Her outcome: she now maintains a weight between 133 and 135 pounds. She said they originally gave her an estimated weight loss of 178 pounds, so she surpassed that.

Buda said the Adult Bariatric Surgery Program at Michigan Medicine offers two different types of surgery, the Sleeve Gastrectomy and (Roux-en-Y) Gastric Bypass.

“We offer a minimally invasive approach for both procedures, which uses 4-6 small incision sites in the abdomen, and you are in the hospital approximately 1-2 nights,” she said.

The sleeve gastrectomy is performed by removing approximately 80 percent of the stomach to create a long, tubular-shaped stomach. The gastric bypass is performed by creating a small stomach pouch, about the size of an egg, and then connecting a portion of intestine to the pouch. The food will “bypass” the remainder of the stomach and a portion of the intestine.

“Both procedures decrease the capacity of the stomach, limit absorption and change hormonal signals,” according to Buda. “One of the major benefits are the changes in gut hormones, which may contribute to decreased appetite and satiety, among other advantages.”

For this reason, she said you may see bariatric surgery referred to as “metabolic and bariatric surgery.”

To make a change, Ginyard said he enrolled in the University of Michigan Bariatric program and in 2017 he had Gastric Sleeve surgery in Ann Arbor.

He said the process was in multiple parts, “first you have to attend an informational seminar at Domino's Farms, which is about an hour with Q&A. He said once you decide the second step is getting your health insurance requirements, in this case he was required to meet with my PCP (primary care physician) for six months straight to prove that he tried everything possible to lose weight.”

“Once approved by my insurance I began the real work, which I had to attend group sessions at University of Michigan department of psychiatric and also had to take a mental stability test and meet with a mental health expert to determine if I was mentally capable to handle the rigors of bariatric surgery,” he said.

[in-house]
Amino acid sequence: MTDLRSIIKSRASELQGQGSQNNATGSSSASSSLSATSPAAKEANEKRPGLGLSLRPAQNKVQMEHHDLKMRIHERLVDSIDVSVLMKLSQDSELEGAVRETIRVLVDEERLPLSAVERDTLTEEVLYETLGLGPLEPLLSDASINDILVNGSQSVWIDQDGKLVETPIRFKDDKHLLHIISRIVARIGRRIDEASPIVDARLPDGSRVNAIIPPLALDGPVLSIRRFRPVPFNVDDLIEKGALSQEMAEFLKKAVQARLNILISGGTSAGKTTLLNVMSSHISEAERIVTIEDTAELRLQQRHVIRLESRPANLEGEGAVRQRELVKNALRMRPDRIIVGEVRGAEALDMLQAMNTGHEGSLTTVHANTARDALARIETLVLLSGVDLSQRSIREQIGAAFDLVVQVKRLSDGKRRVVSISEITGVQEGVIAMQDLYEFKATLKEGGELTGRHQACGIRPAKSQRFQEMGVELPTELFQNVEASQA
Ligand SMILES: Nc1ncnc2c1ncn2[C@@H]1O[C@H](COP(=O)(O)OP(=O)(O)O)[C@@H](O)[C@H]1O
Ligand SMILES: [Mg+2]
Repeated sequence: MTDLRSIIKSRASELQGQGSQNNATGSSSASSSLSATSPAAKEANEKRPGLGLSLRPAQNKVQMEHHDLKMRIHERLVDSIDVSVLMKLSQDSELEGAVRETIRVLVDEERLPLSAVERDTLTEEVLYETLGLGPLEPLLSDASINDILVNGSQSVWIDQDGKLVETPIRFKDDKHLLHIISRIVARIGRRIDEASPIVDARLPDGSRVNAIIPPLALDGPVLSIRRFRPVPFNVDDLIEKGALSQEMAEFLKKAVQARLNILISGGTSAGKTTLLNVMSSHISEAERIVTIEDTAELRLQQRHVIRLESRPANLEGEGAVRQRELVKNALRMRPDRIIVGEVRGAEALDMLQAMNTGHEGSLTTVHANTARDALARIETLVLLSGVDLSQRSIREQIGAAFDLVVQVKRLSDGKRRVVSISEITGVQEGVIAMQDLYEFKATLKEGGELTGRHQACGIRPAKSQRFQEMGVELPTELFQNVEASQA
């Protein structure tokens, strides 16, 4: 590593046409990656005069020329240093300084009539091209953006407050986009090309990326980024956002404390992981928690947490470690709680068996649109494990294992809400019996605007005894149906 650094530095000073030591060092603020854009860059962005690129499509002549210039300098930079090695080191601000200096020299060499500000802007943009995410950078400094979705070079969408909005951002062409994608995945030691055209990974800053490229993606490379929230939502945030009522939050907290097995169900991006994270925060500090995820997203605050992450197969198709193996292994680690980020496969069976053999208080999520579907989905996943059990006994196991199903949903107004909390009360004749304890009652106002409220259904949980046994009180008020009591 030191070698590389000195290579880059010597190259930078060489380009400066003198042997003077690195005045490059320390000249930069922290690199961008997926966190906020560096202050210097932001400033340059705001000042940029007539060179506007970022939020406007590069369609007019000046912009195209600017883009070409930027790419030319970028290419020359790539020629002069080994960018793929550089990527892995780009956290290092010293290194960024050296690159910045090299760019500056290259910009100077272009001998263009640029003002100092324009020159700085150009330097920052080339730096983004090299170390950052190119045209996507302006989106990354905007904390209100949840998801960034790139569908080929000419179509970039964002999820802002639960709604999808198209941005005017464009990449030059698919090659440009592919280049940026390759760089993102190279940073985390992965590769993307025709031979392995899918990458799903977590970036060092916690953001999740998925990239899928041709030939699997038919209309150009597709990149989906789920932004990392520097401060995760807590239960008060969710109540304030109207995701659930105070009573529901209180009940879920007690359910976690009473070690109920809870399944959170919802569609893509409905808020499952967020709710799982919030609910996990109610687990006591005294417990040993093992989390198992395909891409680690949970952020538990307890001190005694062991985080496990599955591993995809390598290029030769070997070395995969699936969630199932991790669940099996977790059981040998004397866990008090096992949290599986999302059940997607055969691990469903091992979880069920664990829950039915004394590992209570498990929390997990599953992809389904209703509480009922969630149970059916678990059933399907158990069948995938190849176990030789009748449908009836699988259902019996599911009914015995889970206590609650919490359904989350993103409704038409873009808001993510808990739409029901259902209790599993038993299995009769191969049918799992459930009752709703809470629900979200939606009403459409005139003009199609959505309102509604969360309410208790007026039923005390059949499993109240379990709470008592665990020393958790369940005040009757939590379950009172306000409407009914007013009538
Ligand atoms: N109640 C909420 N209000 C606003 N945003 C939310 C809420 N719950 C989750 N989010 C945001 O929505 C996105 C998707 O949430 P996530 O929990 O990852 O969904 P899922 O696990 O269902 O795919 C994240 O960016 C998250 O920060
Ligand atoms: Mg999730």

The third step was losing the required weight in order to get to a good place to qualify for surgery.

In his case, the magic number was 480 pounds. This required a diet plan to included Whey protein shakes and cutting out unhealthy foods.

“The idea is to prove to doctors that you can handle the process and lose as much weight before surgery along with reducing risk factors,” said Ginyard.

Along the way there were some roadblocks for him. He said he had H Plylori, which is a type of bacteria.

“These germs can enter your body and live in your digestive tract,” he said. “After many years, they can cause sores, called ulcers, in the lining of your stomach or the upper part of your small intestine. For some people, an infection can lead to stomach cancer. Once all clear it was on to surgery.”

He said the day after surgery he was immediately taken for an X-ray to insure surgery was a success, then there was getting up and walking to gain strength.

His outcome has seen him over the last three and half years getting his blood pressure under control and he’s been able to be taken off multiple medications.

“I have gained my confidence,” he said. “I started back working full time on December 18, 2018. I have also become a vegetarian.”

Buda said it’s important to remember that there is a misconception that bariatric surgery is an “easy fix,” which she said is far from the truth.

“To qualify for surgery, an individual must meet certain criteria and spend a certain amount of time working with the bariatric program, which is generally mandated by insurance requirements,” she said.

Before an individual proceeds to surgery, she said there is a certain amount of education that is necessary so the individual adapts to necessary lifestyle changes.

“Surgery alone does not promote weight loss, but requires a healthy diet and exercise program for success,” said Buda. “You can think of surgery like a tool in your toolbox, and when combined with the appropriate diet and exercise routine, you have a balance of resources.”

In answering the question, what would you say to someone in a similar situation as you and thinking about it, Ginyard said he “would advise them to make sure that they exhaust all options before deciding to opt in, make sure that their support system is strong.”

“I would inform them that trips to the store would never be the same and be prepared to find new friends to share your journey with because not everyone will support you,” he said.

A lot of the support starts with Michigan Medicine, which Buda said offers a multidisciplinary approach and personalized care to help individuals reach their goals.

“We have a team of surgeons, dietitians, psychologists, endocrinologists, physician assistants, nurses and patient service coordinators to guide individuals through their weight loss journey,” she said.

Michigan Medicine provides support services including support groups, monthly newsletters, online support, comprehensive appointments, and lifelong follow-up with their dietitians and endocrinologists.

If you are interested in bariatric surgery through the Michigan Medicine program, please contact 734-936-5738 or to learn more go to https://www.uofmhealth.org/conditions-treatments/surgery/bariatric-surgery-informational-sessions.